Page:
With one of the longest and most pedigreed histories in the Medoc region, Chateau Leoville-Las-Cases has passed through the hands of some of France’s most notable and wealthiest noble families, culminating in the Las Cases family - the final royal family to hold title to the Chateau. Up until the French Revolution, after which large portions of it were sold off, it was one of the largest vineyards in Bordeaux.
Today, the estate remains family owned by the Delons, of which brother Jean Hubert and sister Genevieve manage proceedings. Famed for producing a wine of structure, power, and traditional style, the 2016 vintage has earned outstandingly high praise, including a score of 100 from Andrew Caillared and a 19/20 from Jancis Robinson who praised its “extraordinary vitality and energy” and proclaimed it “glorious to taste now.”
A wine that can be perplexing to taste is the 1982 Léoville Las Cases. I purchased a good bit of this wine as a wine future in 1983, and rated it 100 points early on. But I have rarely had a bottle from my own cellar that performed that well. Two recent examples, this one and one in Asia, were clearly as profound and compelling as any Léoville Las Cases could ever be. At this dinner I had several glasses from different bottles, and the wine was always extraordinary with a dense purple color that is just beginning to lighten at the edge, and lots of lead pencil, sweet black and redcurrant, cherry, dusty loamy soil, new saddle leather and spice box characteristics. This full-bodied, opulent, rich 1982 is a killer example of Las Cases. Virtually all of the bottles from my cellar still display a tannic, firm grip and have not performed this well. 100 points, Hedonist’s Gazette (7/2013).
Still stubbornly backward, yet beginning to budge from its pre-adolescent stage, this dense, murky ruby/purple-coloured wine offers up notes of graphite, sweet caramel, black cherry jam, cassis and minerals. The nose takes some coaxing and the decanting of 22-24 hours prior to service is highly recommended. For such a low-acid wine, it is huge, well delineated, extremely concentrated, and surprisingly fresh. Perhaps because I lean more toward the hedonistic view of wine than the late Michel Delon, I have always preferred this to the 1986, but the truth is that any lover of classic Médoc should have both vintages in their cellars as they represent perfection in the glass. This wine has monstrous levels of glycerin, extract, and density, but still seems very youthful and tastes more like a 7-8 year-old Bordeaux than one that is past its 20th birthday. A monumental effort. 100 points (12/2003).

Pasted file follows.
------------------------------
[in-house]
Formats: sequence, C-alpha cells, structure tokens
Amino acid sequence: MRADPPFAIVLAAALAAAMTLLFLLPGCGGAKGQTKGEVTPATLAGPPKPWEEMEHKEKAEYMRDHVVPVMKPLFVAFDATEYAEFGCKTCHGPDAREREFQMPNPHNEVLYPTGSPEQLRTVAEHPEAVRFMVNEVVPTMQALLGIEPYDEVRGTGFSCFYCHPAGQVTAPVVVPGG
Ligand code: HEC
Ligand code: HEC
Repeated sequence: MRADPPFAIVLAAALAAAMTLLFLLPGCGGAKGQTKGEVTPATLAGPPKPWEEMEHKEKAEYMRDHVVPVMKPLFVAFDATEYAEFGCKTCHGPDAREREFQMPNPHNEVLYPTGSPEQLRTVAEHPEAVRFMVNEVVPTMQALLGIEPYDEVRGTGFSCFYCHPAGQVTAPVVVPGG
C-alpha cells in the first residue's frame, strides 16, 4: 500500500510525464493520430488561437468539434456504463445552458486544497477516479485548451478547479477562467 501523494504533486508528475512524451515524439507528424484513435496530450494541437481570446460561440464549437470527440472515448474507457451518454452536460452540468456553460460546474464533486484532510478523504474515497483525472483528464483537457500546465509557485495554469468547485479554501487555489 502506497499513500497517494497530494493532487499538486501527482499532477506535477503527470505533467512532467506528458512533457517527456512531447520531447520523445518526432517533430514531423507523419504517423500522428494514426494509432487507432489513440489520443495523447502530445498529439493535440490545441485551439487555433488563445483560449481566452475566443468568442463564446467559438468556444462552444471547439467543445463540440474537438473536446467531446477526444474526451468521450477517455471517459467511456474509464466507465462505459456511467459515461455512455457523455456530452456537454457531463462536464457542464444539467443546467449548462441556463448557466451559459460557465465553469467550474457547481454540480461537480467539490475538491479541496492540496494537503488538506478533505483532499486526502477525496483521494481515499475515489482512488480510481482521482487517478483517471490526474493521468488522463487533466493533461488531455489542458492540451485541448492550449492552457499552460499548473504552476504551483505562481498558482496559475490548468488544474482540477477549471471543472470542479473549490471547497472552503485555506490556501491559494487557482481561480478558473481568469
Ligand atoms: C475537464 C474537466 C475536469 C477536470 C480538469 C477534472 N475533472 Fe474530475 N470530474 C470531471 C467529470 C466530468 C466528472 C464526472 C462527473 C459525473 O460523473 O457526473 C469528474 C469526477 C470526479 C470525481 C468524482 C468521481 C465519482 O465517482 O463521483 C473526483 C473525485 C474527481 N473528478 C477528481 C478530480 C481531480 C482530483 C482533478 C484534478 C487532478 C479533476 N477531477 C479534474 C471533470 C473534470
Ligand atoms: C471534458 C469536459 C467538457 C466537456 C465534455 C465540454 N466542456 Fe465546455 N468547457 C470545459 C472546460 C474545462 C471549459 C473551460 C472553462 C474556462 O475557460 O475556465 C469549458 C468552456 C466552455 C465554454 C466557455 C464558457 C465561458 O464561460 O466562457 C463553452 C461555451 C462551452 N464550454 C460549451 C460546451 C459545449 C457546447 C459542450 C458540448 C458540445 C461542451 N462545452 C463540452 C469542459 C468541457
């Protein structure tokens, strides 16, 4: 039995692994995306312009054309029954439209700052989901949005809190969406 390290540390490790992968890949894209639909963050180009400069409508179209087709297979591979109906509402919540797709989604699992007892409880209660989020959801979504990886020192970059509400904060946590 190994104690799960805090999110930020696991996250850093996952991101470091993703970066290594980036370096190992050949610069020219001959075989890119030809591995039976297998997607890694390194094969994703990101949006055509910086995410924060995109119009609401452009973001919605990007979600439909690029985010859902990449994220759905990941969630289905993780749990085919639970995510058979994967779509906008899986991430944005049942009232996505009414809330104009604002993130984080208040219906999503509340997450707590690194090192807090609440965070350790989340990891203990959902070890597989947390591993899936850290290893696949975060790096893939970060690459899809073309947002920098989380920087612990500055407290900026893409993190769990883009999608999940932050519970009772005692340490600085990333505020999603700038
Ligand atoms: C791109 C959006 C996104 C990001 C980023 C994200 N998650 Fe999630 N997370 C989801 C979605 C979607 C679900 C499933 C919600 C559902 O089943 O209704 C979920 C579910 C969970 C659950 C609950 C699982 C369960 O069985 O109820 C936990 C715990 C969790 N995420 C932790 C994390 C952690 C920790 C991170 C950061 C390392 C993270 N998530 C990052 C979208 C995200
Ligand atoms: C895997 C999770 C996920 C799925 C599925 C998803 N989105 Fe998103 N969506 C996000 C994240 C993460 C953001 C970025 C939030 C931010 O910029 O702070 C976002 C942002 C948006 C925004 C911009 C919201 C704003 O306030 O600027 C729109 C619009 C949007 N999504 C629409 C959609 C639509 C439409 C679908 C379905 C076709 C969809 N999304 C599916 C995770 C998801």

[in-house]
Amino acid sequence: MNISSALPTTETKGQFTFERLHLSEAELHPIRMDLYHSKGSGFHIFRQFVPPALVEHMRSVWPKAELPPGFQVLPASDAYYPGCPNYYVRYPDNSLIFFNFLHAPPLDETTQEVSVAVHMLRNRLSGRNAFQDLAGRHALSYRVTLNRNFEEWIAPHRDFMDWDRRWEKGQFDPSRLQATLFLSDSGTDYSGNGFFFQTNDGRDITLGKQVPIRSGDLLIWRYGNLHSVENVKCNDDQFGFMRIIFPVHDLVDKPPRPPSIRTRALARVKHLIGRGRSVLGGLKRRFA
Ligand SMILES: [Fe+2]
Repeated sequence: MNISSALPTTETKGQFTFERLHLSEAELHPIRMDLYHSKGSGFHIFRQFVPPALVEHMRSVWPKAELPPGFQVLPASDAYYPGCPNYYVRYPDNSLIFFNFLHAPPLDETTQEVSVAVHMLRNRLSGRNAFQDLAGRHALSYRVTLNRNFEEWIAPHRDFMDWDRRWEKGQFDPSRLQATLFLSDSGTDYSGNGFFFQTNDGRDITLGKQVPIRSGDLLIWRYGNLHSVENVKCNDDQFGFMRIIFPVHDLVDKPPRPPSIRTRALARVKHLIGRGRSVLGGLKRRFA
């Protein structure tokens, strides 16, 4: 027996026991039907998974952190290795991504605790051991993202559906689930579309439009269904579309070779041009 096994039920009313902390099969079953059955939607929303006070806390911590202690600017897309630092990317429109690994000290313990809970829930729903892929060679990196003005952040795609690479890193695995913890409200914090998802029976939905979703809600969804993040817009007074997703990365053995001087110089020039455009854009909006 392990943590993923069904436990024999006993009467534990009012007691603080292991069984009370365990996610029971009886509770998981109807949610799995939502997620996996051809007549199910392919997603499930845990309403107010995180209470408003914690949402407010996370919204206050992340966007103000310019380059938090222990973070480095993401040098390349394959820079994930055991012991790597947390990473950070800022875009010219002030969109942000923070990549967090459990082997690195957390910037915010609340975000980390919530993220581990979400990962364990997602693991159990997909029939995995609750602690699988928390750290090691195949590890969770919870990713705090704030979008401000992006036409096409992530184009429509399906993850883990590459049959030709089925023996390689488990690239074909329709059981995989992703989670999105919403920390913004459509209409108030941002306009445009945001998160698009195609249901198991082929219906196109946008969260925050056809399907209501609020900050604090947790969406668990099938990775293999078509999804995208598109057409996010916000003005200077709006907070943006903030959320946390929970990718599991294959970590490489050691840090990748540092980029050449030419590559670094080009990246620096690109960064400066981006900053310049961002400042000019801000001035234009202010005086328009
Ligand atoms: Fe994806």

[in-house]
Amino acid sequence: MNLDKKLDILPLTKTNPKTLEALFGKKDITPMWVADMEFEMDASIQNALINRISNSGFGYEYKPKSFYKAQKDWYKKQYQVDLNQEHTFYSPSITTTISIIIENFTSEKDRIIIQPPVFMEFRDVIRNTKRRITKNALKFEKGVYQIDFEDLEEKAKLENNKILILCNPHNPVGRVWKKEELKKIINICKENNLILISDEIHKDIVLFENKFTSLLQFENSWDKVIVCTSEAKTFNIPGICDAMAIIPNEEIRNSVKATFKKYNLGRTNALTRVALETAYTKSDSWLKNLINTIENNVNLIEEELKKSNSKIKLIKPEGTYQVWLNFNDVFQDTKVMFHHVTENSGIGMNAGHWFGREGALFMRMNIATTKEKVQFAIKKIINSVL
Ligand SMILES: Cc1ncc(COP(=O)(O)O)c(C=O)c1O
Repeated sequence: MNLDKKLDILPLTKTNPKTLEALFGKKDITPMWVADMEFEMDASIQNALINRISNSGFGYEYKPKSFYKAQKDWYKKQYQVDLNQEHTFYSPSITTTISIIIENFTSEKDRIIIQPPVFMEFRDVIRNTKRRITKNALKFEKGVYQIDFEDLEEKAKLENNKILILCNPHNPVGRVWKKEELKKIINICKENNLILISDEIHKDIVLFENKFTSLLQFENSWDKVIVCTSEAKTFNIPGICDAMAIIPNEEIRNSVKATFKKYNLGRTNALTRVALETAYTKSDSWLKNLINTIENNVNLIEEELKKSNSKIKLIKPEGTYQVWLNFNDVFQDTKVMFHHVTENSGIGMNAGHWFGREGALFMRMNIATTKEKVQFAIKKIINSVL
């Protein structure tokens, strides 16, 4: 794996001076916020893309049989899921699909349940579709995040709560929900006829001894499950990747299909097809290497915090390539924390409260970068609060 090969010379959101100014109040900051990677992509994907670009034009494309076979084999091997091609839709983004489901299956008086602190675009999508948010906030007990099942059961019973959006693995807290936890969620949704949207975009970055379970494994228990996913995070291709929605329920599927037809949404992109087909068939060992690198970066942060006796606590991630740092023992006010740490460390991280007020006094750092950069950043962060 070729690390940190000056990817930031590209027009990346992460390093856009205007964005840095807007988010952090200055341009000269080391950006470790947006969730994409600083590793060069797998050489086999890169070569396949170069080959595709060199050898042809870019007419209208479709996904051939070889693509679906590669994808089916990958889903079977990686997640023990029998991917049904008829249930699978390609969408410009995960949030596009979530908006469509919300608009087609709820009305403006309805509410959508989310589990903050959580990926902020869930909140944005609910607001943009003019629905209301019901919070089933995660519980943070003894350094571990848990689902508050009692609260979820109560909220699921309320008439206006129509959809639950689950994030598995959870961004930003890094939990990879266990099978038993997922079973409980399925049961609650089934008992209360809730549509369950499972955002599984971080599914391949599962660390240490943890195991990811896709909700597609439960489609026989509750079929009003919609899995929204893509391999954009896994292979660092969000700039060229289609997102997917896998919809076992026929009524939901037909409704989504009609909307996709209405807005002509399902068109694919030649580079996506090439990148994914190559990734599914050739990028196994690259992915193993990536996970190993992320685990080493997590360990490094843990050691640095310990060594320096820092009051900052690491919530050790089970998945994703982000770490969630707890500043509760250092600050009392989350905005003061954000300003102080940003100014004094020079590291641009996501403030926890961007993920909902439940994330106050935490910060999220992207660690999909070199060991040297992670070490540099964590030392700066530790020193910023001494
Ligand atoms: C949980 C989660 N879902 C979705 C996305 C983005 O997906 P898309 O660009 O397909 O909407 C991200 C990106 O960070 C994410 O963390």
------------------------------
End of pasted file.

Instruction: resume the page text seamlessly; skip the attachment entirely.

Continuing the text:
I have had perfect bottles of this cuvee, but, perplexingly, the bottles from my cellar tend to be broodingly backward and require plenty of coaxing. This huge wine is, in many ways, just as massive as Leoville Barton, but it possesses a greater degree of elegance as well as unreal concentration. Classic lead pencil, cassis, kirsch, cedar, and spice characteristics are abundant in both the nose and full-bodied flavors. The tannins are still there, and, at least from my cellar, this 1982 does not appear to have changed much in the last 10-12 years. One wonders how much patience admirers of this brilliant St.-Julien will continue to exhibit. Anticipated maturity: 2020-2050. 95+ points, The Wine Advocate (6/2009).
Tasted three times over a two month period, this youthful yet profoundly complex wine gets my nod as the finest Leoville-Las-Cases ever made. It reveals massive proportions yet extraordinary purity, elegance, and balance. This dense ruby/purple-colored 1982 still looks and tastes as if it were 5-8 years old. The nose offers up blazingly well-delineated, pure aromas of creme de cassis, cherry jam, minerals, and toasty new oak. This unctuously-textured, gorgeously rich, pure, super-concentrated, low acid effort concludes with a 45+ second finish. There is still tannin to shed in this unbelievably fresh, lively, full-bodied, vibrant wine. Anticipated maturity: 2006-2035. 100 points, Wine Advocate (6/2000).
Small but mighty, the appellation of St.-Julien, on Bordeaux’s Left Bank, has long enjoyed a reputation for exceptional quality and consistency. Compared to its neighbours in Bordeaux, St.-Julien produces the highest proportion of classified-growth wines, with more than three-quarters of the vineyards devoted to top-ranked producers. They include several “Super Second” chateaux and many other outstanding classified growths and Cru Bourgeois. Saint-Julien wines are beautifully balanced, with a great richness, depth of colour, and elegance. Cabernet Sauvignon prevails, with Merlot and Cabernet Franc used for blending in the classic Bordeaux style.